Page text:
Space & Astronomy
Comet lander Philae wakes up after 7 months
By T.K. Randall
June 14, 2015 · 26 comments
The lander has awoken and is up and running once again. Image Credit: CC BY 3.0 German Aerospace Center
The Rosetta probe's companion lander Philae has finally awoken after losing power in November.
Launched by the European Space Agency in 2004, the ambitious Rosetta mission aimed to not only enter in to orbit around a comet but to land a probe on its surface - a goal that was eventually achieved last year when Philae became the first ever spacecraft to touch down on one.
Unfortunately however due to a bumpy landing the probe ended up sitting in the shade meaning that its solar panels weren't able to receive enough sunlight to keep it going.
After conducting a number of initial experiments Philae was reluctantly placed in to hibernation mode in the hope that it would eventually wake up again once the comet had ventured closer to the sun.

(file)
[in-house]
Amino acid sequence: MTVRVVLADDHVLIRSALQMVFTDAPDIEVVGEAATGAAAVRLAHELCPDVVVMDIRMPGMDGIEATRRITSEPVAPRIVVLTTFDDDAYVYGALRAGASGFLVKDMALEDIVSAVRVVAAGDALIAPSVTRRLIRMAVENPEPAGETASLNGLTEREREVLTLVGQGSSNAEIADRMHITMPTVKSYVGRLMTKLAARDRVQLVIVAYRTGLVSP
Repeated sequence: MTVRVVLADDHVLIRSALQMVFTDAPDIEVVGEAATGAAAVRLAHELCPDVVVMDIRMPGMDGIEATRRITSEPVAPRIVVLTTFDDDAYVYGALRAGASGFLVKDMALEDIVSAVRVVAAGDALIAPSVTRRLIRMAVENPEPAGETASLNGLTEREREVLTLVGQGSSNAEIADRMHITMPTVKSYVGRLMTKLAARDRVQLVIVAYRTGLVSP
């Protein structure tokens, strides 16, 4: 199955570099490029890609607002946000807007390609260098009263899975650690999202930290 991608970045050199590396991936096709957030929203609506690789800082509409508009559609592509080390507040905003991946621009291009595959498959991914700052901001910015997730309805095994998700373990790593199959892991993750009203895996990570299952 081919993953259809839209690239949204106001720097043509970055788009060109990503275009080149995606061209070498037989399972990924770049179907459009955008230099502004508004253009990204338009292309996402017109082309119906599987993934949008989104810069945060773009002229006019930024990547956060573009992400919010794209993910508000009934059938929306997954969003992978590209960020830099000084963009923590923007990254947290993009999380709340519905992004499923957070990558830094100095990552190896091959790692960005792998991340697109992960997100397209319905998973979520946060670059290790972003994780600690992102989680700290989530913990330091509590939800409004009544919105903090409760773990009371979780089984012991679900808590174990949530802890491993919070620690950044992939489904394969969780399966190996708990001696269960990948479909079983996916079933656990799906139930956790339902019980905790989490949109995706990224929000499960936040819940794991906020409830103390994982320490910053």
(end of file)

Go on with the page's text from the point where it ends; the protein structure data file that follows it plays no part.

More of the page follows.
Now finally after more than seven months the Rosetta team has picked up the first new signals from the probe indicating that it has awoken and is fully operational once again. The news has been particularly well received as there were serious doubts over whether Philae would ever wake up.
"Philae is doing very well: It has an operating temperature of -35ºC and has 24 Watts available," said project manager Stephan Ulamec. "The lander is ready for operations."
If all goes well then the team should be able to resume their analysis of the comet's surface using the probe's on-board instruments and learn more about the earliest days of the solar system.
"It's a look at the basic building blocks of our solar system, the ancient materials from which life emerged," said Rosetta scientist Kathrin Altwegg. "It's like doing archaeology, but instead of going back 1,000 years, we can go back 4.6 billion."
Source: Washington Post
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Philae, Rosetta, Comet
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